Chizkuni offer two solutions to this problem. One possibility is that this is not the same Bilaam, but rather one of the ancestor's of the Bilaam we are familiar with, who bore the same name. Chizkuni also raises the possibility that this assembly may have taken place at a later time, concerning a different piece of advice. In this case Pharaoh, Yitro, and Iyov were consulted in Bilaam's scheme to make Israel sin with the girls of Moav.
The inclusion of Iyov may be less problematic, as he is often considered an ahistoric character. The gemara brings a lengthy dispute about when he lived. (T.B. Bava Batra 15a) Only one possibility of the many, found in the Talmud Yerushalmi, is that he was one of Pharaoh's senior advisors. (T.Y. Sotah, Chapter 5)
Rambam briefly summarizes the various opinions about when Iyov lived:
"His time and his place are unknown, but some sages said he was in the time of the forefathers, and some said in the time of Moshe, and some said in the time of David, and some said he was one of the immigrants from Babylon [to Israel in the Second Temple period]." (Guide to the Perplexed 3, 22)
Due to the vast and extreme range of opinions Rambam draws the following conclusion:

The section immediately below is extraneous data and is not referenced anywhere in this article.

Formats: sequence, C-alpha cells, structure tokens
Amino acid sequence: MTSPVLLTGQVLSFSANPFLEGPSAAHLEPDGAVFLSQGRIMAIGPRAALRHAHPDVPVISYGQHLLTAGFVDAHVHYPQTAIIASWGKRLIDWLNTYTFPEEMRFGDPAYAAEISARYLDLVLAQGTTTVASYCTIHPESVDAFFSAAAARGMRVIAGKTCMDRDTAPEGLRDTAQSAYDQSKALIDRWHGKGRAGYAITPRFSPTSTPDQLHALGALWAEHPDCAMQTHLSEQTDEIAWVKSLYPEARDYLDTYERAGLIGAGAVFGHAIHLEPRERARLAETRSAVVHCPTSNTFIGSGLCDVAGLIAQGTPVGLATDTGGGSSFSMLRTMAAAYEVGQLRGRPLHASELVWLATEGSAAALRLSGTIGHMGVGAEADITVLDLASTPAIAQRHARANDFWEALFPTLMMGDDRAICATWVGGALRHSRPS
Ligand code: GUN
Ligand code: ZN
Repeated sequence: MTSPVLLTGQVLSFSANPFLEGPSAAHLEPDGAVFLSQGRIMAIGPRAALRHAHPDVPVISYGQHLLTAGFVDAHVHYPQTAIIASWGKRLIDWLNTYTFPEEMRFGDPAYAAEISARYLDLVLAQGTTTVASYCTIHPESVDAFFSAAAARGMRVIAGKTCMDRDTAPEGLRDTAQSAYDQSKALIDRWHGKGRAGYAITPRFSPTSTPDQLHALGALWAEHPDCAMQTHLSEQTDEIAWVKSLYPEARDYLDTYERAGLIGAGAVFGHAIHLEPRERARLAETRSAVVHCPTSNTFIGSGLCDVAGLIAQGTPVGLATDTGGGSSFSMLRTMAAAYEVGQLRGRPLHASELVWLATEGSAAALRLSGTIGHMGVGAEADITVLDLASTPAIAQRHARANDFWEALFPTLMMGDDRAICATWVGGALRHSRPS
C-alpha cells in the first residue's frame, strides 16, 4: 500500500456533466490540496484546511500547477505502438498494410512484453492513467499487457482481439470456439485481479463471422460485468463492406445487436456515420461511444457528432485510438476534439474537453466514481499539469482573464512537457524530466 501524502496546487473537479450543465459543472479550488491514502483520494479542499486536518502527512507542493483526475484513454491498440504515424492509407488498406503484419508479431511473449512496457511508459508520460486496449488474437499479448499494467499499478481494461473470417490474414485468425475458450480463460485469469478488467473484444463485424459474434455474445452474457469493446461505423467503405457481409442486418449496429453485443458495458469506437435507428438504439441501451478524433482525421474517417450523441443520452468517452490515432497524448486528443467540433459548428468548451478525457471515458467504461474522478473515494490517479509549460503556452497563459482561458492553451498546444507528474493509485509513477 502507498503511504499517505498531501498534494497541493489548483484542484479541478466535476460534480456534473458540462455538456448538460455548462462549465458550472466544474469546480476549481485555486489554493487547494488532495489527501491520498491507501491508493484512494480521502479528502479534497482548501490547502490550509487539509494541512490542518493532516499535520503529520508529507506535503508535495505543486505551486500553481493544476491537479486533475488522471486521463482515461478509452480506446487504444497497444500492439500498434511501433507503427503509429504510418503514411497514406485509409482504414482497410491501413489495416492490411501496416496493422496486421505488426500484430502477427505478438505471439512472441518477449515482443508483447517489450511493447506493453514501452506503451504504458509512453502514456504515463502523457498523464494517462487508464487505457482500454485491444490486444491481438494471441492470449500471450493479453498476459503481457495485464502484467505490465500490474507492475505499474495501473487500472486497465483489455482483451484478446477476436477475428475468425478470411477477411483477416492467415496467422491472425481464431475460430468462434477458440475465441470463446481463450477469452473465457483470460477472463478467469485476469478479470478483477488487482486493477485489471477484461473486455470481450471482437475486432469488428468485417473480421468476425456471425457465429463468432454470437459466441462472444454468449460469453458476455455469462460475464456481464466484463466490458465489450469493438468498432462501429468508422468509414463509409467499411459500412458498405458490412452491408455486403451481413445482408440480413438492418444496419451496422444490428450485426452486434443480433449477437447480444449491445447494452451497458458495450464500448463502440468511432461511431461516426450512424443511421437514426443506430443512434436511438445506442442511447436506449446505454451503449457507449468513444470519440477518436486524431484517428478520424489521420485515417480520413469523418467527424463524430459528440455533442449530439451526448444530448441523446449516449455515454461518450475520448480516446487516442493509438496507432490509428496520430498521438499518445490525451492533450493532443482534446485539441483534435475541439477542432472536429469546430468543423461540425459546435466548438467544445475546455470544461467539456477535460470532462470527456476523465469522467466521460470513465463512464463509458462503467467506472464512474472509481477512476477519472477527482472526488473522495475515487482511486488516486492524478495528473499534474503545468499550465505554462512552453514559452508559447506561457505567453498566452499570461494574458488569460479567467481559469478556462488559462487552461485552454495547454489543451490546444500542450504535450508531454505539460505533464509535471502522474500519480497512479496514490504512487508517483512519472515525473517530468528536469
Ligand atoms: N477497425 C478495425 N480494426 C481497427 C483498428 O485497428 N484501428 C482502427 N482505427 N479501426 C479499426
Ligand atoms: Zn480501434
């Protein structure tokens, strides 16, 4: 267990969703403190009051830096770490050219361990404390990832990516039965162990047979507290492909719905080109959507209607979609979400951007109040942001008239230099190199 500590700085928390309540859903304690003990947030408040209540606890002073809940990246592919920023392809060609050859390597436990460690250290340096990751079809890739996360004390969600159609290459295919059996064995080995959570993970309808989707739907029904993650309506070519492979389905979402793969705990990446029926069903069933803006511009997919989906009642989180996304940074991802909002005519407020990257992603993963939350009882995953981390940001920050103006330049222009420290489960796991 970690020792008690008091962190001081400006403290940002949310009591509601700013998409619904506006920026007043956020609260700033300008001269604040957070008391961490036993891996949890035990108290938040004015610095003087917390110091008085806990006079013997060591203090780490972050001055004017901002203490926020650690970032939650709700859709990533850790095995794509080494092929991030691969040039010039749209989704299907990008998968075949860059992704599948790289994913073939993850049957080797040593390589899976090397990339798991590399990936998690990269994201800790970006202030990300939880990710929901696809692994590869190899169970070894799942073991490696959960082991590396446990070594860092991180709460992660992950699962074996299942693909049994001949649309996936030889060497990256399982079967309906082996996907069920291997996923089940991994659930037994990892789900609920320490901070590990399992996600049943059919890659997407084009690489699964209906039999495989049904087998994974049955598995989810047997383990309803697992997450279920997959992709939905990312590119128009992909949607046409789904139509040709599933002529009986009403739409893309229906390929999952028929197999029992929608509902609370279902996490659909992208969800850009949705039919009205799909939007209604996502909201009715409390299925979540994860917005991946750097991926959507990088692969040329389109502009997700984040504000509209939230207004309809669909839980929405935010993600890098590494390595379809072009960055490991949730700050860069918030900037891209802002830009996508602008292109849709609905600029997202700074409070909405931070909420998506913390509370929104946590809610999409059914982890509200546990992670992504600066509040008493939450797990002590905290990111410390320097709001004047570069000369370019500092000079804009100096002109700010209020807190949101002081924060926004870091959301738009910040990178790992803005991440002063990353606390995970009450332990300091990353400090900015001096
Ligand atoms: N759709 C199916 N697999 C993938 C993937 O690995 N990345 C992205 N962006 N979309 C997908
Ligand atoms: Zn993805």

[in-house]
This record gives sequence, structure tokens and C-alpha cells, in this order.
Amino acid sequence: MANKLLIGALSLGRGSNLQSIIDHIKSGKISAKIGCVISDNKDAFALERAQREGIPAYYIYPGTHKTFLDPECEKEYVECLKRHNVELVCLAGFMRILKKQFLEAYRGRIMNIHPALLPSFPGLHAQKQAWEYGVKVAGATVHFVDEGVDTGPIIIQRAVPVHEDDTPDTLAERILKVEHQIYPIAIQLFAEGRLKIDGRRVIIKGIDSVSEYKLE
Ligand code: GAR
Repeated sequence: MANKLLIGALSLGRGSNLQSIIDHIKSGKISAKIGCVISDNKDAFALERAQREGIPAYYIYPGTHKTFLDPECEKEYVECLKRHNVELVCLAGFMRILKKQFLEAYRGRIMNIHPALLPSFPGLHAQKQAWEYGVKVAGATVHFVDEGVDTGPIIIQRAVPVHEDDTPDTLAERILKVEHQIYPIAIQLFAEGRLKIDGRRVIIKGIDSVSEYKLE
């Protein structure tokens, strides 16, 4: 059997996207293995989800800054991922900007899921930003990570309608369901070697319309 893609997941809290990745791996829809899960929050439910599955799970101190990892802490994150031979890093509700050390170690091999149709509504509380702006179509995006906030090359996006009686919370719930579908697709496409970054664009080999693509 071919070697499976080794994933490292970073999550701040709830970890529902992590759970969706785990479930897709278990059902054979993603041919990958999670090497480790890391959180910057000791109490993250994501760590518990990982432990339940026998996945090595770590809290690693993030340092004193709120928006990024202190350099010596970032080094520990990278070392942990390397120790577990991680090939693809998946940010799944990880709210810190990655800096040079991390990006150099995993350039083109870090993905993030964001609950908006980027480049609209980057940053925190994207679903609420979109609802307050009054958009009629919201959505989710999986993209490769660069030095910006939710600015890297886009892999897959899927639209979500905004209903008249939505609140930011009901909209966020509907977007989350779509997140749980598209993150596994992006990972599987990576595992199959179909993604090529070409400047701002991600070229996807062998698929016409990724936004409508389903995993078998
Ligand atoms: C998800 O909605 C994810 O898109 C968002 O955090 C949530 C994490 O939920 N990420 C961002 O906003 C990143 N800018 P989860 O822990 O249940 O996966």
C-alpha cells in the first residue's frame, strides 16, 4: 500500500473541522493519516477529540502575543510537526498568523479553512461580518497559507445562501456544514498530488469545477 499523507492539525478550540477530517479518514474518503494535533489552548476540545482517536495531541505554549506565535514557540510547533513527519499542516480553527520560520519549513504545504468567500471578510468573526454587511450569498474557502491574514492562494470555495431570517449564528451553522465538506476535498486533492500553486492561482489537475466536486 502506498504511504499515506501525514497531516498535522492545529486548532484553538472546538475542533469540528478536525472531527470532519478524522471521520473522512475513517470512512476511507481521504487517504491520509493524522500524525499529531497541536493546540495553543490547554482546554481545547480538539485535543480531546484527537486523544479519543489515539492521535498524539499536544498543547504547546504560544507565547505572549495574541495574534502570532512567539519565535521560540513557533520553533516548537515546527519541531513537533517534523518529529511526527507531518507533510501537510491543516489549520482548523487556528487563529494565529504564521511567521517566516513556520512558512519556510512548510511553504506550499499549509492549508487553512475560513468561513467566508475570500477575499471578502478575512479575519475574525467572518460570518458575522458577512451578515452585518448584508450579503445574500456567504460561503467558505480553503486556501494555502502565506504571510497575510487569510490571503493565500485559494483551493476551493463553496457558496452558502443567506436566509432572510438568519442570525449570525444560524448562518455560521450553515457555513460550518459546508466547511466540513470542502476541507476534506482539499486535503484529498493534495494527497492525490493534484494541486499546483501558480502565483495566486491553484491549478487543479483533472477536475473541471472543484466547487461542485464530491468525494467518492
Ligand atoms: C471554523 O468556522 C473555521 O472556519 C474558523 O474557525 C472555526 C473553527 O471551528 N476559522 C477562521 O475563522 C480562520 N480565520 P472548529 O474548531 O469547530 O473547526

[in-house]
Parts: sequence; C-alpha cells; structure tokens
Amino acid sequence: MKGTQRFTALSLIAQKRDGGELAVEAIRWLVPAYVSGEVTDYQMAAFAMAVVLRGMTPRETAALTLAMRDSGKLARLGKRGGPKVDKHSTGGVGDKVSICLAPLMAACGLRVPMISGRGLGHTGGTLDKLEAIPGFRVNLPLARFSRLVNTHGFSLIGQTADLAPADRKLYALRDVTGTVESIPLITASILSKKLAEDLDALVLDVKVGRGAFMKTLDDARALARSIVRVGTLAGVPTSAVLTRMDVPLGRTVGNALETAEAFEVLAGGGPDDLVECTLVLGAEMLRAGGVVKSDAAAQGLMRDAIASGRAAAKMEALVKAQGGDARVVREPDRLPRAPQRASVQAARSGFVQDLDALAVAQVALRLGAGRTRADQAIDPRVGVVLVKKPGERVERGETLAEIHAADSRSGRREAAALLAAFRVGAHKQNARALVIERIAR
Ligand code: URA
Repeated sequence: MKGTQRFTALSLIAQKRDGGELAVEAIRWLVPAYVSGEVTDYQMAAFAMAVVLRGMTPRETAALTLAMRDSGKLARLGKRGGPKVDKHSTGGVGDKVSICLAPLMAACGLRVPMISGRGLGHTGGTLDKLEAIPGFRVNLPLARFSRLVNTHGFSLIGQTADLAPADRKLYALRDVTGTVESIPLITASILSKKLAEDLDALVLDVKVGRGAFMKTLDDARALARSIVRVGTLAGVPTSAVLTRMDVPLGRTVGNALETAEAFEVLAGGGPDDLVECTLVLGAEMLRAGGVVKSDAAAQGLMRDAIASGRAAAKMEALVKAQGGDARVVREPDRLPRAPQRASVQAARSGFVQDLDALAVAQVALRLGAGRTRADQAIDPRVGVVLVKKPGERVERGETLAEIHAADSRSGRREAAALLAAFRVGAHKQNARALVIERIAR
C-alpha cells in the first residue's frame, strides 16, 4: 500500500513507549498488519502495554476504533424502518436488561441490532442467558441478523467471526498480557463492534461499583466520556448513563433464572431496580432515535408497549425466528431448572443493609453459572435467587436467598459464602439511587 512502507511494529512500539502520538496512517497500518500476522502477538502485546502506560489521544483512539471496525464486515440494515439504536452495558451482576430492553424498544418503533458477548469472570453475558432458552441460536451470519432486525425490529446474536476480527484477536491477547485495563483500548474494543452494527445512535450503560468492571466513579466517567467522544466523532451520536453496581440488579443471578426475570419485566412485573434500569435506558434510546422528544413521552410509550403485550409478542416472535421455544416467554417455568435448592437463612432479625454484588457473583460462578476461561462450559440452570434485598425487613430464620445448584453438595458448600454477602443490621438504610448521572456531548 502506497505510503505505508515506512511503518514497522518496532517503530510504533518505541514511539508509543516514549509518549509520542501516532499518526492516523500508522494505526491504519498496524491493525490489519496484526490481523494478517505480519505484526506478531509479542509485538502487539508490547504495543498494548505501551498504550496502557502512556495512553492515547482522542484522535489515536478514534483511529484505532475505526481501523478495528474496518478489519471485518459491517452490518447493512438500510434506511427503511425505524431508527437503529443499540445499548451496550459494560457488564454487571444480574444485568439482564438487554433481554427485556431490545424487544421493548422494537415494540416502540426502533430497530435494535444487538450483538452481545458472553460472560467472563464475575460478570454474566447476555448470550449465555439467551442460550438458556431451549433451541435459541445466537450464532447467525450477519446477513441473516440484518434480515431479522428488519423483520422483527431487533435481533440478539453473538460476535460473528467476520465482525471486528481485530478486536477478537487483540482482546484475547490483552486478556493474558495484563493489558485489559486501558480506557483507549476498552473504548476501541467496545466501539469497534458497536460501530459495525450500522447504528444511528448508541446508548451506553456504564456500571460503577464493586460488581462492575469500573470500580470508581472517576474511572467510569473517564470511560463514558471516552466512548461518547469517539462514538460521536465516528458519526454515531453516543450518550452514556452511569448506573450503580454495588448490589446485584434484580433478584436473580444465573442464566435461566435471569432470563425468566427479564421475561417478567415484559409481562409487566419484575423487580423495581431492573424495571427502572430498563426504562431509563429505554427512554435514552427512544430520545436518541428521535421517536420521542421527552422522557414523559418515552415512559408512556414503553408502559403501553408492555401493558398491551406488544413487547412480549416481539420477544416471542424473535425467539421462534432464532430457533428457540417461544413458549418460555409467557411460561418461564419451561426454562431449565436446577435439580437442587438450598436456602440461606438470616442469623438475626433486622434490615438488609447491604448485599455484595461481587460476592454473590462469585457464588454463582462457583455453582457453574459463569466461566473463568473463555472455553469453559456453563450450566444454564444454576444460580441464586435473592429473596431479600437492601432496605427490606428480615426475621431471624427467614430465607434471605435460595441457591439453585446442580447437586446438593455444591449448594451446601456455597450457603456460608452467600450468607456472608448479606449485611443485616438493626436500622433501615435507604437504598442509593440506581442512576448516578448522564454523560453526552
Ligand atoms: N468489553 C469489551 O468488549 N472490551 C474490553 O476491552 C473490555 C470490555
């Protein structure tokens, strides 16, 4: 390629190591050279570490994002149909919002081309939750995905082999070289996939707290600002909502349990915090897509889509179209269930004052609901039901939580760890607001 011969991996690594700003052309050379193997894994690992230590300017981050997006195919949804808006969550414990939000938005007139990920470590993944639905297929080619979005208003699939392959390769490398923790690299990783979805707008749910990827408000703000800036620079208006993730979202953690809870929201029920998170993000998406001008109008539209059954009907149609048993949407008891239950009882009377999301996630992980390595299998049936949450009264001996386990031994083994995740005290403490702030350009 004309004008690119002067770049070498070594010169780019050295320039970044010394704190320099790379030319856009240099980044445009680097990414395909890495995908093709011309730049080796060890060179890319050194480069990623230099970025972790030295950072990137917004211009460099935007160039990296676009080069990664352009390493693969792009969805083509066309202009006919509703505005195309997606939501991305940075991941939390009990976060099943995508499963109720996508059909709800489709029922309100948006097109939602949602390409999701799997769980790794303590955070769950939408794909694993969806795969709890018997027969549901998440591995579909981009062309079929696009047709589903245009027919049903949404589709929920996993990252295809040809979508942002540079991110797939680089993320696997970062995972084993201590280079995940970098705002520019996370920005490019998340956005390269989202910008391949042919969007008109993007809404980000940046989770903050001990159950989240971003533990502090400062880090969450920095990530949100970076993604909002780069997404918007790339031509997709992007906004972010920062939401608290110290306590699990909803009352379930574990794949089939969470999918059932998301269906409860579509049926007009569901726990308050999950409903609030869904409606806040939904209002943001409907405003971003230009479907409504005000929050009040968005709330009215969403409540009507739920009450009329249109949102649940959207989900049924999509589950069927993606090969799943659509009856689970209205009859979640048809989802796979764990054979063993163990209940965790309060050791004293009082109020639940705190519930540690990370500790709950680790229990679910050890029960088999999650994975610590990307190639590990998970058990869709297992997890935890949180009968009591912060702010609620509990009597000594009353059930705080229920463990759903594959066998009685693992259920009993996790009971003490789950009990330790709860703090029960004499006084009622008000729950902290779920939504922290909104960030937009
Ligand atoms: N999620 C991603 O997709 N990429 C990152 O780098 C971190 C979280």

"And this strengthens the claim of those who said he is not real and never existed." (ibid.)
It seems that if Iyov is more myth than man, he probably didn't pal around with Pharaoh. In this case the assembly described in the midrash is not meant to be a historical description of an event, but rather an attempt to describe three archetypes of advisors we meet in the Bible. This explanation also solves the chronological problem we have with Bilaam. Chazal's description highlights an integral characteristic these advisors share. Each of them explains world events through the lens of Divine reward and punishment.
"Bilaam, who gave the advice, was killed"
Bilaam used the idea of reward and punishment against the People of Israel like a double edged sword. He understood that the only way to successfully bring a curse upon the People of Israel is through their own sins; this was the only way he could get God to treat them with the strict attribute of justice. This is the essence of his advice to the king of Moav. (Rashi Bamidbar 24, 14)
"Iyov, who remained silent, was punished with afflictions"